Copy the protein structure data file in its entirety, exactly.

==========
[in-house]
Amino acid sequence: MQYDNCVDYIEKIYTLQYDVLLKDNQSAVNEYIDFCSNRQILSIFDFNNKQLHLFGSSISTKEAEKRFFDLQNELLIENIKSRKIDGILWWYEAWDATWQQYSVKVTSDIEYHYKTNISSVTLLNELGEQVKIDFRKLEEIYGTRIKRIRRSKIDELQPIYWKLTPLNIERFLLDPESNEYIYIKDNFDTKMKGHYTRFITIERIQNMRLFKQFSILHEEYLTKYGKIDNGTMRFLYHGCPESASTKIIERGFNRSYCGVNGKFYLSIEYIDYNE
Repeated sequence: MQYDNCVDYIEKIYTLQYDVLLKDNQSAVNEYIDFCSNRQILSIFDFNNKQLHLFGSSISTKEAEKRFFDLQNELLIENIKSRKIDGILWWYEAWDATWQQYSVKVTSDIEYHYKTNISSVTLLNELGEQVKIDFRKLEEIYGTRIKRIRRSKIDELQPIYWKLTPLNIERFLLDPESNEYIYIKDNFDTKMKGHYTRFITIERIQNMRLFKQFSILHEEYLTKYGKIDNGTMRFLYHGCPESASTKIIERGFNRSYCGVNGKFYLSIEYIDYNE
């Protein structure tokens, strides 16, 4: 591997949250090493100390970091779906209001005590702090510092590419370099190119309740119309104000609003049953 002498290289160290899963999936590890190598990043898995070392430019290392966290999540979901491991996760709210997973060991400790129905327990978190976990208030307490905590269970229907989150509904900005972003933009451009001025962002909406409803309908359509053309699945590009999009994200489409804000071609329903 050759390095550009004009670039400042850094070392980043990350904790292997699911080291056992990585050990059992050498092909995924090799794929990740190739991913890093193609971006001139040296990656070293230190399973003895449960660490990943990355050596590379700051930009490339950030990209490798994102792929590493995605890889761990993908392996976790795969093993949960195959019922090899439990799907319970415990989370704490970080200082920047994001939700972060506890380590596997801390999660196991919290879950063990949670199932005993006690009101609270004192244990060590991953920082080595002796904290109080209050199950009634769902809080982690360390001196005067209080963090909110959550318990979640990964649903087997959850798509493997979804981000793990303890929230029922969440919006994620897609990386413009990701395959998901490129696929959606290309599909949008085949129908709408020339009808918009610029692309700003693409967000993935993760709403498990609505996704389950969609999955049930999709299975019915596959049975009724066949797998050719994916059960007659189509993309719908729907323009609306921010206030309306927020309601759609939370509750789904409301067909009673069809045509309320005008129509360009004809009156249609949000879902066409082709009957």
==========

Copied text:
[in-house]
Amino acid sequence: MQYDNCVDYIEKIYTLQYDVLLKDNQSAVNEYIDFCSNRQILSIFDFNNKQLHLFGSSISTKEAEKRFFDLQNELLIENIKSRKIDGILWWYEAWDATWQQYSVKVTSDIEYHYKTNISSVTLLNELGEQVKIDFRKLEEIYGTRIKRIRRSKIDELQPIYWKLTPLNIERFLLDPESNEYIYIKDNFDTKMKGHYTRFITIERIQNMRLFKQFSILHEEYLTKYGKIDNGTMRFLYHGCPESASTKIIERGFNRSYCGVNGKFYLSIEYIDYNE
Repeated sequence: MQYDNCVDYIEKIYTLQYDVLLKDNQSAVNEYIDFCSNRQILSIFDFNNKQLHLFGSSISTKEAEKRFFDLQNELLIENIKSRKIDGILWWYEAWDATWQQYSVKVTSDIEYHYKTNISSVTLLNELGEQVKIDFRKLEEIYGTRIKRIRRSKIDELQPIYWKLTPLNIERFLLDPESNEYIYIKDNFDTKMKGHYTRFITIERIQNMRLFKQFSILHEEYLTKYGKIDNGTMRFLYHGCPESASTKIIERGFNRSYCGVNGKFYLSIEYIDYNE
């Protein structure tokens, strides 16, 4: 591997949250090493100390970091779906209001005590702090510092590419370099190119309740119309104000609003049953 002498290289160290899963999936590890190598990043898995070392430019290392966290999540979901491991996760709210997973060991400790129905327990978190976990208030307490905590269970229907989150509904900005972003933009451009001025962002909406409803309908359509053309699945590009999009994200489409804000071609329903 050759390095550009004009670039400042850094070392980043990350904790292997699911080291056992990585050990059992050498092909995924090799794929990740190739991913890093193609971006001139040296990656070293230190399973003895449960660490990943990355050596590379700051930009490339950030990209490798994102792929590493995605890889761990993908392996976790795969093993949960195959019922090899439990799907319970415990989370704490970080200082920047994001939700972060506890380590596997801390999660196991919290879950063990949670199932005993006690009101609270004192244990060590991953920082080595002796904290109080209050199950009634769902809080982690360390001196005067209080963090909110959550318990979640990964649903087997959850798509493997979804981000793990303890929230029922969440919006994620897609990386413009990701395959998901490129696929959606290309599909949008085949129908709408020339009808918009610029692309700003693409967000993935993760709403498990609505996704389950969609999955049930999709299975019915596959049975009724066949797998050719994916059960007659189509993309719908729907323009609306921010206030309306927020309601759609939370509750789904409301067909009673069809045509309320005008129509360009004809009156249609949000879902066409082709009957």